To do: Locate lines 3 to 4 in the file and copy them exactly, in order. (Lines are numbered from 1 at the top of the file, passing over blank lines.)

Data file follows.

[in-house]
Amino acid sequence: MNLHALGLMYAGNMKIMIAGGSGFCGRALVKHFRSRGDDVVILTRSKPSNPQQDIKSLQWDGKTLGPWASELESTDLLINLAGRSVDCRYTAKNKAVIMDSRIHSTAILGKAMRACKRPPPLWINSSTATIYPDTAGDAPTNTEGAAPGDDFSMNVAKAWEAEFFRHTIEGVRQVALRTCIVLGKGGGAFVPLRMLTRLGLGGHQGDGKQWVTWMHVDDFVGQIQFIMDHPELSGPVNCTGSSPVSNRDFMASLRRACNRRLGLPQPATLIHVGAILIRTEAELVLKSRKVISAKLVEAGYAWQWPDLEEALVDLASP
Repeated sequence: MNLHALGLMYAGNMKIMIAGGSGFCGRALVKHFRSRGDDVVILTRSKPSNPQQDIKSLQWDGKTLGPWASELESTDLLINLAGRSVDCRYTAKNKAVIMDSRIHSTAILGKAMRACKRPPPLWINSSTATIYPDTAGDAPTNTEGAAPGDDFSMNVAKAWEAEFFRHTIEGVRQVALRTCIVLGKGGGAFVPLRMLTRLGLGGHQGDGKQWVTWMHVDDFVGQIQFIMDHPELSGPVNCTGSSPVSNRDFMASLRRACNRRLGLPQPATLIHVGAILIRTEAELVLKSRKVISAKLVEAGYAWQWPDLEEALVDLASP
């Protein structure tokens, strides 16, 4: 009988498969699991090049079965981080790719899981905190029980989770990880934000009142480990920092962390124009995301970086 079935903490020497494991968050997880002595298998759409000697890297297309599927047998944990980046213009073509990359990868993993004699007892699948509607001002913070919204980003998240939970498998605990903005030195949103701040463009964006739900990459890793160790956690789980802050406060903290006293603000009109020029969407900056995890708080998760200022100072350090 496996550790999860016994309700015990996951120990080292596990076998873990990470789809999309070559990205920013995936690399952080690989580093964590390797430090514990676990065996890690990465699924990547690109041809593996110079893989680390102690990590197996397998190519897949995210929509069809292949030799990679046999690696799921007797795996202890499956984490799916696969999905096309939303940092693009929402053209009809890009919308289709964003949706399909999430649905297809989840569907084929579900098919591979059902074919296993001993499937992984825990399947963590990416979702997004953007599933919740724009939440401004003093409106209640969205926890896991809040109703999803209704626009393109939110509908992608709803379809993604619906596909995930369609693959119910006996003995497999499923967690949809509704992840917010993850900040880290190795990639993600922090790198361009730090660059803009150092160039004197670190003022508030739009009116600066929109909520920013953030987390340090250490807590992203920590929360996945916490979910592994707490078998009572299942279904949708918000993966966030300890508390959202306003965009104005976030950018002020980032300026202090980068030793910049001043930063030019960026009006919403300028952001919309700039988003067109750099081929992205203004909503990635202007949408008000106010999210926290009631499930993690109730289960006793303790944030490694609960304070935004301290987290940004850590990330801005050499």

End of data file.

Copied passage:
Repeated sequence: MNLHALGLMYAGNMKIMIAGGSGFCGRALVKHFRSRGDDVVILTRSKPSNPQQDIKSLQWDGKTLGPWASELESTDLLINLAGRSVDCRYTAKNKAVIMDSRIHSTAILGKAMRACKRPPPLWINSSTATIYPDTAGDAPTNTEGAAPGDDFSMNVAKAWEAEFFRHTIEGVRQVALRTCIVLGKGGGAFVPLRMLTRLGLGGHQGDGKQWVTWMHVDDFVGQIQFIMDHPELSGPVNCTGSSPVSNRDFMASLRRACNRRLGLPQPATLIHVGAILIRTEAELVLKSRKVISAKLVEAGYAWQWPDLEEALVDLASP
């Protein structure tokens, strides 16, 4: 009988498969699991090049079965981080790719899981905190029980989770990880934000009142480990920092962390124009995301970086 079935903490020497494991968050997880002595298998759409000697890297297309599927047998944990980046213009073509990359990868993993004699007892699948509607001002913070919204980003998240939970498998605990903005030195949103701040463009964006739900990459890793160790956690789980802050406060903290006293603000009109020029969407900056995890708080998760200022100072350090 496996550790999860016994309700015990996951120990080292596990076998873990990470789809999309070559990205920013995936690399952080690989580093964590390797430090514990676990065996890690990465699924990547690109041809593996110079893989680390102690990590197996397998190519897949995210929509069809292949030799990679046999690696799921007797795996202890499956984490799916696969999905096309939303940092693009929402053209009809890009919308289709964003949706399909999430649905297809989840569907084929579900098919591979059902074919296993001993499937992984825990399947963590990416979702997004953007599933919740724009939440401004003093409106209640969205926890896991809040109703999803209704626009393109939110509908992608709803379809993604619906596909995930369609693959119910006996003995497999499923967690949809509704992840917010993850900040880290190795990639993600922090790198361009730090660059803009150092160039004197670190003022508030739009009116600066929109909520920013953030987390340090250490807590992203920590929360996945916490979910592994707490078998009572299942279904949708918000993966966030300890508390959202306003965009104005976030950018002020980032300026202090980068030793910049001043930063030019960026009006919403300028952001919309700039988003067109750099081929992205203004909503990635202007949408008000106010999210926290009631499930993690109730289960006793303790944030490694609960304070935004301290987290940004850590990330801005050499």